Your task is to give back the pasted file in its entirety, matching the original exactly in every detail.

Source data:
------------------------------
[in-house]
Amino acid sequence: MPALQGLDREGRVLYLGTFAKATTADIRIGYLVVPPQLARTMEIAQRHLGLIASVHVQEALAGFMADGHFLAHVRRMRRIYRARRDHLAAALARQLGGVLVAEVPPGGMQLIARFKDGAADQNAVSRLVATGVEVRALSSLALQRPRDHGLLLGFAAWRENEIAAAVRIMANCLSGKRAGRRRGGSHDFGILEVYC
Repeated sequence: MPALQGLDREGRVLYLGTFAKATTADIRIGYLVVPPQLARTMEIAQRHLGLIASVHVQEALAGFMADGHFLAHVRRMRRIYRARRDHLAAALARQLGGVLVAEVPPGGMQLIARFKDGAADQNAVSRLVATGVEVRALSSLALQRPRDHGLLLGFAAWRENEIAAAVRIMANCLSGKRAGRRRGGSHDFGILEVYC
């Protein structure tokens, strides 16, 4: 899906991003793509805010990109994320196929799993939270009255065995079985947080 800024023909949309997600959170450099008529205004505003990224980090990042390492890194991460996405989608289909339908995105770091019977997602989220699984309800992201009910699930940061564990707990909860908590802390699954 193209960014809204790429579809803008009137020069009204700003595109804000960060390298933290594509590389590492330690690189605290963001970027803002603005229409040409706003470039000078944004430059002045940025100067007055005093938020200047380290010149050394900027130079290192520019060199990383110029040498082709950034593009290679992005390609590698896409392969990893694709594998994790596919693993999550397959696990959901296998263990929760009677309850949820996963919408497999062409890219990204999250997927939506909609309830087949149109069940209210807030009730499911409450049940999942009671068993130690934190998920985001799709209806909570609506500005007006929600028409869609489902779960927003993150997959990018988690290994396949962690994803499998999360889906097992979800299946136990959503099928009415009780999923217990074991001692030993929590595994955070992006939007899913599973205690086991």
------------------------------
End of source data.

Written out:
[in-house]
Amino acid sequence: MPALQGLDREGRVLYLGTFAKATTADIRIGYLVVPPQLARTMEIAQRHLGLIASVHVQEALAGFMADGHFLAHVRRMRRIYRARRDHLAAALARQLGGVLVAEVPPGGMQLIARFKDGAADQNAVSRLVATGVEVRALSSLALQRPRDHGLLLGFAAWRENEIAAAVRIMANCLSGKRAGRRRGGSHDFGILEVYC
Repeated sequence: MPALQGLDREGRVLYLGTFAKATTADIRIGYLVVPPQLARTMEIAQRHLGLIASVHVQEALAGFMADGHFLAHVRRMRRIYRARRDHLAAALARQLGGVLVAEVPPGGMQLIARFKDGAADQNAVSRLVATGVEVRALSSLALQRPRDHGLLLGFAAWRENEIAAAVRIMANCLSGKRAGRRRGGSHDFGILEVYC
């Protein structure tokens, strides 16, 4: 899906991003793509805010990109994320196929799993939270009255065995079985947080 800024023909949309997600959170450099008529205004505003990224980090990042390492890194991460996405989608289909339908995105770091019977997602989220699984309800992201009910699930940061564990707990909860908590802390699954 193209960014809204790429579809803008009137020069009204700003595109804000960060390298933290594509590389590492330690690189605290963001970027803002603005229409040409706003470039000078944004430059002045940025100067007055005093938020200047380290010149050394900027130079290192520019060199990383110029040498082709950034593009290679992005390609590698896409392969990893694709594998994790596919693993999550397959696990959901296998263990929760009677309850949820996963919408497999062409890219990204999250997927939506909609309830087949149109069940209210807030009730499911409450049940999942009671068993130690934190998920985001799709209806909570609506500005007006929600028409869609489902779960927003993150997959990018988690290994396949962690994803499998999360889906097992979800299946136990959503099928009415009780999923217990074991001692030993929590595994955070992006939007899913599973205690086991």